Boba has learned to rule through compassion and compromise, not through fear and absolutism. He has learned that there are better ways to resolve conflict than just shooting someone. It’s easy to kill an opponent, but it takes a stronger character to change minds and avoid taking lives. He’s learned this after his vengeance-fueled childhood and his years as a violent bounty hunter.

It’s actually disturbing to me that, based on the hot takes in social media, so many fans in my generation think that Boba’s compassion is a weakness. Of course, Boba’s attitude in this miniseries – injustice against anyone should not be tolerated, no matter how close or far from you it takes place – parallels the attitudes that these same Gen-Xers classify as the “social justice warrior” mindset, so maybe I shouldn’t be so surprised.

The Book of Boba Fett, which was billed as “Season 2.5” of The Mandalorian, is a side story that tells the legend of Boba Fett’s resurrection and rebirth through the style of the unreliable narrator. It highlights his reconciliation with his past, both the vengeful orphan and the “no disintegrations” violent hunter, as he evolves into a different kind of force. The season reminds me of the small spinoffs that happen in comics, offering an amplifying story to the big events that don’t necessarily fit in the main arc.

The flashback sequences of his survival and rise on the Dune Sea are his own dreams while he tries to regain his own physical strength. Those dreams are subjective by nature, part of the legend or the myth. For me, that also lent itself to the “modern day” sequences as possibly being told like the Armorer’s superstitious stylings of the purge of Mandalore.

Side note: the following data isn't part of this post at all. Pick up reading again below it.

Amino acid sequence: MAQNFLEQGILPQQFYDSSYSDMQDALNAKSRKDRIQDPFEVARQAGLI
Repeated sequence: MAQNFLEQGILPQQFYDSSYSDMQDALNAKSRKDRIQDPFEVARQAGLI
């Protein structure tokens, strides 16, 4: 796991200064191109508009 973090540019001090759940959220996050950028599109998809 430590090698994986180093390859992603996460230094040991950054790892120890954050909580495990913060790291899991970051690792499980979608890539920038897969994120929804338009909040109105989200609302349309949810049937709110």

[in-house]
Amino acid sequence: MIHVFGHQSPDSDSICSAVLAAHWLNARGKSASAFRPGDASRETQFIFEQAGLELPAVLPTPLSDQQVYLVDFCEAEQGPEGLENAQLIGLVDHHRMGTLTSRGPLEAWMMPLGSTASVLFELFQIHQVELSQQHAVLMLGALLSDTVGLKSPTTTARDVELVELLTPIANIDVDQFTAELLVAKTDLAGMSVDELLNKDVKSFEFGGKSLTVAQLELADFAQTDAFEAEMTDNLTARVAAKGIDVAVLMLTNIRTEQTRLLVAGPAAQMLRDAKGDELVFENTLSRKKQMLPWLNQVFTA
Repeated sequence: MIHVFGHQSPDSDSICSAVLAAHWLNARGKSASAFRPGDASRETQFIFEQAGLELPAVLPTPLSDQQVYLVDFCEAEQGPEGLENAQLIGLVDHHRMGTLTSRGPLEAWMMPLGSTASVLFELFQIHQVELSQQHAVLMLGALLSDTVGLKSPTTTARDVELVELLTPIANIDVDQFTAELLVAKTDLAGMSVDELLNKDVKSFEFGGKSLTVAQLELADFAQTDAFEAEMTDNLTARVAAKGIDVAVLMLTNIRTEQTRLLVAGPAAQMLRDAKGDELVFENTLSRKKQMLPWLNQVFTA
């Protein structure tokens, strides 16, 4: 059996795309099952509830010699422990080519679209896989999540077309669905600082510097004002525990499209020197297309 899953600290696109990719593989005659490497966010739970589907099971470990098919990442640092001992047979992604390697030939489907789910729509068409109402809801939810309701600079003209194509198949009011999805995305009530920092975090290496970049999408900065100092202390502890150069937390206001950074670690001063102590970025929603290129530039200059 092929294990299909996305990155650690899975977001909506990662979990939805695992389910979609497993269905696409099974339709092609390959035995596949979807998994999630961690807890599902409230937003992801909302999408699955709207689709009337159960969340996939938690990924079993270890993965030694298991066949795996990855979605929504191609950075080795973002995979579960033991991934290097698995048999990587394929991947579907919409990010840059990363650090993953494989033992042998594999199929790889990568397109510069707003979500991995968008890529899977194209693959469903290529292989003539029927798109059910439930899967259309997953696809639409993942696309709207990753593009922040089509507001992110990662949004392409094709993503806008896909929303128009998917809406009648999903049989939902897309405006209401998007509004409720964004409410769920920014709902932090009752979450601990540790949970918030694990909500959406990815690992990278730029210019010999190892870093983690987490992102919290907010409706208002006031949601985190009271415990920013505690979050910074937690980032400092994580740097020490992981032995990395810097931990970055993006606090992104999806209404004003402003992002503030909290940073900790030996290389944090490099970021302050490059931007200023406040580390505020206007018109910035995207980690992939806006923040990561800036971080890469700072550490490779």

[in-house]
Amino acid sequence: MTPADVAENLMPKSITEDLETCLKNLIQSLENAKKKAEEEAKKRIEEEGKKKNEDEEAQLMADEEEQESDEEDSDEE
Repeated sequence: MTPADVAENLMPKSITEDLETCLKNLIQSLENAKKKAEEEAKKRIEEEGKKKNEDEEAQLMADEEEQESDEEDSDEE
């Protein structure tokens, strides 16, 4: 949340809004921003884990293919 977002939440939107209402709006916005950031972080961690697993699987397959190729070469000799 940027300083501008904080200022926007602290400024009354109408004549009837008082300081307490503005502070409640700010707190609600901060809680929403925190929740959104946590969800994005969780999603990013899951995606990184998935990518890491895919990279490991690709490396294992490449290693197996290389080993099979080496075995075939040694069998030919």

This “legend of” story also explains why Boba Fett isn’t in every episode (even though the only one that he wasn’t in was the fifth episode, primarily a Din Djarin chapter, despite what the social media meme-makers think). The meme-makers have fun with this story because it is very different from the normal television method. Boba’s name on the tin, but he’s not in frame for twenty-five to thirty percent of the series.

Carrying the Biblical parallels forward, the New Testament is about the life and teachings of Jesus Christ and the progression of Christianity, but Jesus only appears in four of the twenty-seven books. Notably, those four all tell essentially the same story from different points of view. The remaining twenty-three books muse about the legacy and the legend.

The salvation of Tatooine is turned into gospel by Boba Fett’s ultimatum to the Pyke Syndicate. It is written and anyone within earshot will carry that legend to the ends of the galaxy.

I, Boba Fett, speaking as daimyo of the Tatooine territories formerly held by Jabba the Hutt, present the following offer: Nothing.